The Development and Importance of the FARM/BQA Partnership: Q&A With Emily Meredith
by Chase DeCoite, Associate Director, Beef Quality Assurance, National Cattlemen's Beef Association, a contractor to the Beef Checkoff
Emily Meredith is the Vice President of Animal Care for the National Milk Producers Federation (NMPF) in Arlington, VA. Her primary responsibilities lie in the areas of animal welfare, dairy farm management, animal health and food chain outreach.
Emily manages the National Dairy FARM ProgramTM, which assures consumers that milk and other products from American dairy farms are the end result of responsible animal care practices. She also focuses on other education and training modules that are identified as part of the FARM program, and assists in other areas of the regulatory department such as biosecurity and residue avoidance.
Beef Issues Quarterly (BIQ): What is the FARM program?
Emily Meredith (EM): The Farmers Assuring Responsible Management (FARM) Program is the dairy industry’s comprehensive animal care program. The program began in 2009 as a way to assure our dairy customers that animal care is a top priority for dairy farmers nationwide.
BIQ: How is FARM implemented on dairies?
EM: The program encompasses three core pillars: (1) producer education and best management practices; (2) second-party evaluation and (3) third-party verification. The best management practices are contained in our Animal Care Reference Manual and those guidelines are updated every three years based on the latest research and recommendations from industry experts.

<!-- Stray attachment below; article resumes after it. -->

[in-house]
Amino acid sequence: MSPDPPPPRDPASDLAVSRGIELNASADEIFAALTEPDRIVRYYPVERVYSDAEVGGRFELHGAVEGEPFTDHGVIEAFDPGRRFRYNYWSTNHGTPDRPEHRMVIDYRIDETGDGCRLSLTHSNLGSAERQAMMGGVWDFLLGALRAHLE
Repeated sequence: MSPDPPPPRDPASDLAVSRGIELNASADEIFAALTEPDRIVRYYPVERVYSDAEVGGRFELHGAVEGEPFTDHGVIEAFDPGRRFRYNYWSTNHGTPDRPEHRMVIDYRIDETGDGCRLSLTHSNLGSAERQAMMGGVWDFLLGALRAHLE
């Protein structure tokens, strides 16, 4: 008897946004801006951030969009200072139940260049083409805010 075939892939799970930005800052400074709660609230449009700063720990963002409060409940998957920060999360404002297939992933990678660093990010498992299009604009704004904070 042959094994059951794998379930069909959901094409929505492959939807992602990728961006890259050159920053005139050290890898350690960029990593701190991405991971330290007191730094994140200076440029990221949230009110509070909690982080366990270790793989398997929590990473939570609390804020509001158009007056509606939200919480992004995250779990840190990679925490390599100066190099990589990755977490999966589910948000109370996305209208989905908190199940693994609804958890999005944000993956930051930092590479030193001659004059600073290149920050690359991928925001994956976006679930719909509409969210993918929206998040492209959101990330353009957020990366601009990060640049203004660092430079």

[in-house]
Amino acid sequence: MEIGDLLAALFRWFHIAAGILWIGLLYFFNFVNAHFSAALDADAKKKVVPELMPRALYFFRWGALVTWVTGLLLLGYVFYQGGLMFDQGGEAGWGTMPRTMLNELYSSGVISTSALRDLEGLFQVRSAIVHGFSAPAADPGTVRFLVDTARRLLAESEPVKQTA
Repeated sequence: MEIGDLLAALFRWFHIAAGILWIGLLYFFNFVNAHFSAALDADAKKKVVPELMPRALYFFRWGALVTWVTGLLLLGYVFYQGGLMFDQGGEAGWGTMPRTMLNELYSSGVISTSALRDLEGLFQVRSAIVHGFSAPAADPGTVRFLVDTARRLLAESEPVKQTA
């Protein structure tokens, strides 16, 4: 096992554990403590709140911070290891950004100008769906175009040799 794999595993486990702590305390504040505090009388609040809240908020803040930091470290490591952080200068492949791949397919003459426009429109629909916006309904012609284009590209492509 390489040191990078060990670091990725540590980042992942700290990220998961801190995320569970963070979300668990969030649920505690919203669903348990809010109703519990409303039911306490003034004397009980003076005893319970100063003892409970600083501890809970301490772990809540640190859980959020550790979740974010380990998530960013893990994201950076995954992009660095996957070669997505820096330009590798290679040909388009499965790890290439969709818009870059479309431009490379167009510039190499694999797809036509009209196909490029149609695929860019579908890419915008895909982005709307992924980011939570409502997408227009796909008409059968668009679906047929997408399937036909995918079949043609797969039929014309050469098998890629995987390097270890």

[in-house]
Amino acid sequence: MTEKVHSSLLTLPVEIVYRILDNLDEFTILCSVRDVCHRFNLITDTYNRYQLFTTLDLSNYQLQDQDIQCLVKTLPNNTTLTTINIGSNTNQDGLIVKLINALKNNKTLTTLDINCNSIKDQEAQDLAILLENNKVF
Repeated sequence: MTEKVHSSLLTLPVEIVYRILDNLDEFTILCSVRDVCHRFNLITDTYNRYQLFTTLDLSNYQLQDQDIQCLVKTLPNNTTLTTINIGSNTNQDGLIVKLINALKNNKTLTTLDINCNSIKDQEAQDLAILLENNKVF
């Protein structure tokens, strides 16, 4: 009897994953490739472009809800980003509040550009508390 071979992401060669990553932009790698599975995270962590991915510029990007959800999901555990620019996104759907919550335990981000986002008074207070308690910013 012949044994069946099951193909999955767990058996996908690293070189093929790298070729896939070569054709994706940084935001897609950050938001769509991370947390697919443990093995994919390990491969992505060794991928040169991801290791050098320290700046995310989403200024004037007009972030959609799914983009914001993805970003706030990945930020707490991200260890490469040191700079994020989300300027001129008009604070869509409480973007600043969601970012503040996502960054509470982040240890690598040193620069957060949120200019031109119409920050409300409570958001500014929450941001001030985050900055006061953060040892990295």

The guidelines then correspond with evaluation points. Evaluations are performed by trained, second-party evaluators and the program requires that dairies are evaluated at minimum every three years. We then ensure the integrity of the program by conducting third-party verification on a representative number of dairies each year.
I recommend watching our new animated video that describes this process in greater detail.
The video is available on our website: nationaldairyfarm.com.
BIQ: How has the FARM program been received by dairy farmers and the industry as a whole?
EM: What we work hard to communicate is the “why” behind the program. More and more consumers are hungry for information about where their food comes from and we have to provide them those answers so that they continue to trust us and give us the social license to raise animals for food.
While some farmers might not agree with every recommendation contained in the program, the vast majority understand that we need hard facts and figures to back up our strong track record of the highest animal care. We can’t just say “trust us” to consumers anymore, we have to provide concrete proof points.
BIQ: What benefits have you observed with the increased uptake of FARM?